Knowledge to make your life better. If you have some free time, check out some of these links this weekend.
Scott Jedlinski’s thoughts on red dot optics.
The most common places I go when I leave my house are to the gym and to go hiking. For both of those locations, carrying in a fanny pack is ideal.
“Pertaining to self-defense from humanoid predators, the definite practicality of the revolver remains in the small-frame, light-weight, variants. The Smith and Wesson aluminum and scandium framed J frame guns, and the Ruger LCR series, are the dominant players in this field. For a deep concealment gun, this sort of weapon is still hard to beat due to the small and rounded profile that naturally hides on the human body. Further, the inherent robustness of the self-contained system excels for deep concealment when carried in backup and alternate modes, such as pocket or ankle carry. So, this class of gun remains an excellent alternative to carrying no gun rather than an alternative to carrying a full-size pistol. If restricted due to dress or environment, having a small snub on-body is much better than having no handgun at all.”
Speking of revolvers, you may also like The Great Revolver Frame War – Part II.
This is a topic about which I’ve changed my mind over the years. Early in my instructor journey, I bought into the whole “gross motor skills” slide racking debate. As this article describes, that’s a dumb justification. If you don’t have the fine motor skills to hit a slide release, how are you going to pull your trigger or hit your mag release button?
Now, I don’t care how people release their slides. Overhand, great. Slingshot, great. Slide release, great. I personally use the (Glock extended) slide release.
I can make a good argument for either a 50m or 100m defensive carbine zero. I personally zero at 50 meters for my .223 AR-15s.
What I’m reading….
The 600-page government analysis of the Uvalde school shooting. Opens to PDF.
High quality holster advice. Pay attention here.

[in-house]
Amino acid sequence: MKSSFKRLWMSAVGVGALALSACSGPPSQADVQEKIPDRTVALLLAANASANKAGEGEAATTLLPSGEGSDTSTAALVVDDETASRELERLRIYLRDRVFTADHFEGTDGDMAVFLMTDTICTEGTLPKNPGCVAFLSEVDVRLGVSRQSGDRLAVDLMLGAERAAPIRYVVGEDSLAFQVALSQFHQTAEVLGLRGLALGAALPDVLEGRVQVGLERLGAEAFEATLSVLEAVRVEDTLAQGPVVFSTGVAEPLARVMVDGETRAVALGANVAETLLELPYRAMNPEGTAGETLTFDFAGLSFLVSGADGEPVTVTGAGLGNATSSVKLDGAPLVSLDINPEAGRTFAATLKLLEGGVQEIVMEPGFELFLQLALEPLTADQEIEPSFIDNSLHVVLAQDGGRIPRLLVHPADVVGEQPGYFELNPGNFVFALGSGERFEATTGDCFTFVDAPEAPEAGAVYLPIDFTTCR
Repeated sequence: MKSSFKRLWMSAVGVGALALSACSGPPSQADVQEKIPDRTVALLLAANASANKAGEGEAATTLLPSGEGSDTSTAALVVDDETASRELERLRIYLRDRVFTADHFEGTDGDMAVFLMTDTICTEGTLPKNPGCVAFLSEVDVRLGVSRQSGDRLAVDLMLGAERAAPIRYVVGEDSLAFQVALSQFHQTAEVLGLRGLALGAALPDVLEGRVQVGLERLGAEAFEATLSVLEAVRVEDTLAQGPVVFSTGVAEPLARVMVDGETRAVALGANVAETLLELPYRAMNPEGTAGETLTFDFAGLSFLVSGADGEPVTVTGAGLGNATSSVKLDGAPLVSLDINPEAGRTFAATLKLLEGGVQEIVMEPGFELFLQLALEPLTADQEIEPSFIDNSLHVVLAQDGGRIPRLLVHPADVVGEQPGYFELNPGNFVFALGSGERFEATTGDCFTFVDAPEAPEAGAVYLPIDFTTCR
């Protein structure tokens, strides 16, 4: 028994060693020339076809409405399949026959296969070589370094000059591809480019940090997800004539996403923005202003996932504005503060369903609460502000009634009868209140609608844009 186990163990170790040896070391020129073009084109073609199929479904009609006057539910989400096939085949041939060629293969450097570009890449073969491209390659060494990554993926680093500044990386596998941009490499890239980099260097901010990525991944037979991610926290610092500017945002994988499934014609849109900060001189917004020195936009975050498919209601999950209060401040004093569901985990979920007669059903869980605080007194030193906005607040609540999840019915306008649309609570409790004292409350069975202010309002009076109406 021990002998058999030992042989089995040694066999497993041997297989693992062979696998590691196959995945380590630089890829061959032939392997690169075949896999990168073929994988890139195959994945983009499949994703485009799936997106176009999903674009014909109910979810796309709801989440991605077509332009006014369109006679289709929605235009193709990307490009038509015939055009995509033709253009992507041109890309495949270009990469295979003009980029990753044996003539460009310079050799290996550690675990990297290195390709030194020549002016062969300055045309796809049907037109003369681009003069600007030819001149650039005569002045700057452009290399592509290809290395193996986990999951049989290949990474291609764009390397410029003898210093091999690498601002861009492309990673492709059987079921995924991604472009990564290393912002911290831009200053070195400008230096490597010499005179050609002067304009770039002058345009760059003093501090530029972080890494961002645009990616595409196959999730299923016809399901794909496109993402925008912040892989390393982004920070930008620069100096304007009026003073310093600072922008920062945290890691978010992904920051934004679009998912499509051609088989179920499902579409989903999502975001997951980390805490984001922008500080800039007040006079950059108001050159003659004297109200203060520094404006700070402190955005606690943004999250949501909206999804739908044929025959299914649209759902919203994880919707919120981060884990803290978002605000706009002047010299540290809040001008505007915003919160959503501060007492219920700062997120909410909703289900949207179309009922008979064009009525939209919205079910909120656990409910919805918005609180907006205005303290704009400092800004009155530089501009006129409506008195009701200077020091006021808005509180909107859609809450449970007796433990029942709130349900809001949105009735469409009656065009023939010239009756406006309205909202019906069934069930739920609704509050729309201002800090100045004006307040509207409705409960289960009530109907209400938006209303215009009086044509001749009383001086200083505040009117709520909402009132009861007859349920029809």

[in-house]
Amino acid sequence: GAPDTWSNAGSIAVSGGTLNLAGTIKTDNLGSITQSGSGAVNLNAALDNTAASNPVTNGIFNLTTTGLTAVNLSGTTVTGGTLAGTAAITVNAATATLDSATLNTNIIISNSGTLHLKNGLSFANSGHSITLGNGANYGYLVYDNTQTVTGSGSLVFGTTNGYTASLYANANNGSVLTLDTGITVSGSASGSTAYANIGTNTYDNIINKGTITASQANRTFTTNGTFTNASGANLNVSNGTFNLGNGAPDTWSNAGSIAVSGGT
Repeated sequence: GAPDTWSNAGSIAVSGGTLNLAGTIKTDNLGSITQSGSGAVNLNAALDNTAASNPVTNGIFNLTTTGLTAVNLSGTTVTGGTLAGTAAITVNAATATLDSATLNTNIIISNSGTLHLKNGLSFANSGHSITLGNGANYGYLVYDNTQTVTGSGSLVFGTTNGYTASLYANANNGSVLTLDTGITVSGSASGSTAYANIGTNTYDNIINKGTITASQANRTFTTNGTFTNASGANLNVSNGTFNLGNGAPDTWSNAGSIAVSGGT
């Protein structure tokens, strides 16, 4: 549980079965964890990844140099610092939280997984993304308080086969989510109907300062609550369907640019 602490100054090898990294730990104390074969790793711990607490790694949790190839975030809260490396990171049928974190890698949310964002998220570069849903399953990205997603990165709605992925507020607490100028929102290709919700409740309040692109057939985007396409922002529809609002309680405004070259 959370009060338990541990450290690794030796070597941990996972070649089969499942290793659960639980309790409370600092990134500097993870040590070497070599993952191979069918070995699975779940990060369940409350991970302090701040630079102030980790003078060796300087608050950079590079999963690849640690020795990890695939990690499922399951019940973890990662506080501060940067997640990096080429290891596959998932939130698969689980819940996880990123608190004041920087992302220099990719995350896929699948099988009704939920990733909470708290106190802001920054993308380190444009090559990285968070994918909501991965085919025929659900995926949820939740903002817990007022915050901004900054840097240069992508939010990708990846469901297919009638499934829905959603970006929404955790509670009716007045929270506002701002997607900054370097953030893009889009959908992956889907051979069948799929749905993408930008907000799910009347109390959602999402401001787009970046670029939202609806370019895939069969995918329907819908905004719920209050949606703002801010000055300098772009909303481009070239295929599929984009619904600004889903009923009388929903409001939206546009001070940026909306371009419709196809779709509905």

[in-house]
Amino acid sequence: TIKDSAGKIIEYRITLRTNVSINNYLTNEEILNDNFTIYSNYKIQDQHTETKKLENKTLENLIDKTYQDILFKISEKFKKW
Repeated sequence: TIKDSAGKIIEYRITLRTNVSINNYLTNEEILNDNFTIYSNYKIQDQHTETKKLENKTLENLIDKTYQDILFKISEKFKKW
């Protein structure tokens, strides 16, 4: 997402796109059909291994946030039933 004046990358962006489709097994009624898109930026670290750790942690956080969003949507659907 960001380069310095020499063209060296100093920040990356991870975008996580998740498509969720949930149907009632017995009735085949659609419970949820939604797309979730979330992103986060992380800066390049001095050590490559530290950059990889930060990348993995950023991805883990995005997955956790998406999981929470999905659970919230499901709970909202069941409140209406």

Should you use a class three weapons for home defense?
“There were no winners on that painful day, only degrees of losing and suffering. Two law enforcement officers came close to dying and one violent man lost his life.
The officers now stood accused of wrongful death.”
Fascinating history of the assassination of a president, by a killer who used a .32 revolver covered by a handkerchief.
“What is reasonable will be determined by the jury, and it will be your responsibility (through your attorney asking you questions at trial) to convince the jury you needed to use the amount you used. Your job will be to convince the jury that the force used was no more than necessary to stop the criminal attack.”
Elbow strikes in a defensive scenario.
I like dogs and prefer not to kill them. That’s why I carry POM pepper spray wherever I go. It works well against almost all dogs and is a great way to deter an attack. If that doesn’t work, knowing these techniques might be valuable.
A slingshot is an under appreciated weapon.
There are dozens of articles about buying your first gun. I think buying your second gun is a topic that deserves more consideration. Here are my thoughts on the topic.
Some forbidden knowledge that a few of you will find interesting.
I think specialization is suboptimal in a defensive context.
Karl’s thoughts on annual gun maintenance.
“Start the new year off right with this easy to shoot, easy to practice drill.”
You may also want to try these drills as well Unconventional Shooting Positions: A Skills Test.
I’m betting that most of you readers have an 870 at home. Do you know how to detail strip and clean it? You may also be interested in this article about shotgun optics.
Body armor basics.
A topic that people should consider more thoroughly.
Some of the above links (from Amazon.com) are affiliate links. If you purchase these items, I get a small percentage of the sale at no extra cost to you.